Fig. 1: Comparison of Russian ASAT-generated debris fragment trajectory envelope (orange trajectories) with CSSI debris model representative fragments (white dots) 62 minutes after intercept.

WASHINGTON — The risk that conflicts on Earth will extend to space will grow as China and Russia step up developments of ant-satellite weapons, the U.S. intelligence community warns in its annual report on worldwide threats released March 8.

“As states such as China and Russia increasingly see space as a warfighting domain, multilateral space security discussions have taken on greater importance as a way to reduce the risk of a confrontation that would affect every state’s ability to safely operate in space,” says the 2022 Annual Threat Assessment of the U.S. Intelligence Community.

 “Beijing is working to match or exceed U.S. capabilities in space to gain the military, economic, and prestige benefits that Washington has accrued from space leadership,” the report says.

China’s military will continue to integrate space services — such as satellite reconnaissance and positioning, navigation, and timing — and satellite communications into its weapons and command-and-control systems to erode the U.S. military’s information advantage, says the threat assessment. “China has counter-space weapons intended to target U.S. and allied satellites. The PLA is fielding new destructive and nondestructive ground- and space-based anti-satellite weapons.”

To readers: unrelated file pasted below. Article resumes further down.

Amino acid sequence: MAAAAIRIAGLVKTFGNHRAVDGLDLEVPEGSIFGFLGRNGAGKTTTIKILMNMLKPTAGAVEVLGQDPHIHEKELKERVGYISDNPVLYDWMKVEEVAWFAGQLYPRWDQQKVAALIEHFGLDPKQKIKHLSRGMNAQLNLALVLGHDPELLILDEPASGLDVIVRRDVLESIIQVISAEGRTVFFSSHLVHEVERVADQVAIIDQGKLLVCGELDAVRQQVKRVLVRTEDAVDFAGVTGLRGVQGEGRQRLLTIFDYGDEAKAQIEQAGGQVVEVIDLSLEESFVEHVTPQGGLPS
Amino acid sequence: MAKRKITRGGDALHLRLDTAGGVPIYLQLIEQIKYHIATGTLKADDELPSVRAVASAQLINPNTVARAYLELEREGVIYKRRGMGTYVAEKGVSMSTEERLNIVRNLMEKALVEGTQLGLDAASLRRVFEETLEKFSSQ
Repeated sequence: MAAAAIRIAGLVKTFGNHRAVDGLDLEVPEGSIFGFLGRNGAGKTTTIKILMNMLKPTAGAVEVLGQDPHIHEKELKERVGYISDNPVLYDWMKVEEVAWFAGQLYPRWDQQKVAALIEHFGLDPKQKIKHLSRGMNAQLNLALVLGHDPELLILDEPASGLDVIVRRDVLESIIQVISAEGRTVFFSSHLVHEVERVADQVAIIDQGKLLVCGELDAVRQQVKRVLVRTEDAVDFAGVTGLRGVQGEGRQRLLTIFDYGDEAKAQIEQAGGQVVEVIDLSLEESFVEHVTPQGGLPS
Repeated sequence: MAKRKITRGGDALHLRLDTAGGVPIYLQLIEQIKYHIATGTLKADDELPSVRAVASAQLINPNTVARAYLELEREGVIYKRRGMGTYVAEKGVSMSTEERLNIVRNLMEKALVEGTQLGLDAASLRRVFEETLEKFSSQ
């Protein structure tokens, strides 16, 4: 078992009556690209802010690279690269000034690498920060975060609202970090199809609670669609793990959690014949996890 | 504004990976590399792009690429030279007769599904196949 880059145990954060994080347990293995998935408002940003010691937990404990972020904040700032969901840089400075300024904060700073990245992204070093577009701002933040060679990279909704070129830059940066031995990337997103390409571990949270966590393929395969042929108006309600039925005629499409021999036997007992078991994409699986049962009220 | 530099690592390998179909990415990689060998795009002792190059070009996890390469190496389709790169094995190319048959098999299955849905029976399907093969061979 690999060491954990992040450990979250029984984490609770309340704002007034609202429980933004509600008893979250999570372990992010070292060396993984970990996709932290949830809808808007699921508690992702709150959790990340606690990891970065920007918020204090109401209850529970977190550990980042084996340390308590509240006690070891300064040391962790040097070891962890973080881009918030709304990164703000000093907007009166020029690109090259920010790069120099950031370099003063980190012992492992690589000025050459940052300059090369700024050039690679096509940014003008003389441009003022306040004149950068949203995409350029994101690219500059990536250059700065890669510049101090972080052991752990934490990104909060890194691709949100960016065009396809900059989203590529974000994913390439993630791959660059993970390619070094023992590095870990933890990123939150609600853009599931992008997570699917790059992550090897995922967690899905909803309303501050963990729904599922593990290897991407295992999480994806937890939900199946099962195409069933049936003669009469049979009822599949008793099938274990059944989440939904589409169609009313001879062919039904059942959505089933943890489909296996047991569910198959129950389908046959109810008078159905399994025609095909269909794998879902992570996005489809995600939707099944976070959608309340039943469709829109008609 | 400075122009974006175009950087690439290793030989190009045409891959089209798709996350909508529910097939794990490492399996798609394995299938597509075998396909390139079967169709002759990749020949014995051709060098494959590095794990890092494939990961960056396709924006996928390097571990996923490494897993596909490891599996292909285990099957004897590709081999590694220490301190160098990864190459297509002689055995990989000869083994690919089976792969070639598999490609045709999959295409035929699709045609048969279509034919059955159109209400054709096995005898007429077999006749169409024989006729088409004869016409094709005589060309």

Russia also seeks to challenge the United States in space, says the report.

“Moscow will focus on integrating space services — such as communications; positioning, navigation, and timing; geolocation; and intelligence, surveillance, and reconnaissance — into its weapons and command-and-control systems,” the assessment says. These capabilities would allow Russia “to more quickly identify, track, and target U.S. satellites during a conflict.”

Moscow would use its civil and commercial remote sensing satellites to supplement military dedicated capabilities that reduce U.S. ability to perform sensitive military activities undetected, says the report.

“Russia continues to train its military space elements and field new anti-satellite weapons to disrupt and degrade U.S. and allied space capabilities,” it adds. “It is developing, testing, and fielding an array of nondestructive and destructive counter-space weapons, including jamming and cyberspace capabilities, directed energy weapons, on-orbit capabilities, and ground-based ASAT capabilities to target U.S. and allied satellites.”

The intelligence community also notes that Russia is investing in electronic warfare and directed energy weapons to counter western on-orbit assets. These systems work by disrupting or disabling adversary communications networks and disrupting GPS, tactical and satellite communications, and radars.

Russia also continues to develop ground-based direct ascent ASAT weapons capable of destroying space targets in low Earth orbit. 

The report says the intelligence community’s assessment is current as of January 21 and was completed just as Russia was preparing to attack Ukraine with well over 100,000 troops massed near the Ukraine border. 

Sandra Erwin writes about military space programs, policy, technology and the industry that supports this sector. She has covered the military, the Pentagon, Congress and the defense industry for nearly two decades as editor of NDIA’s National Defense...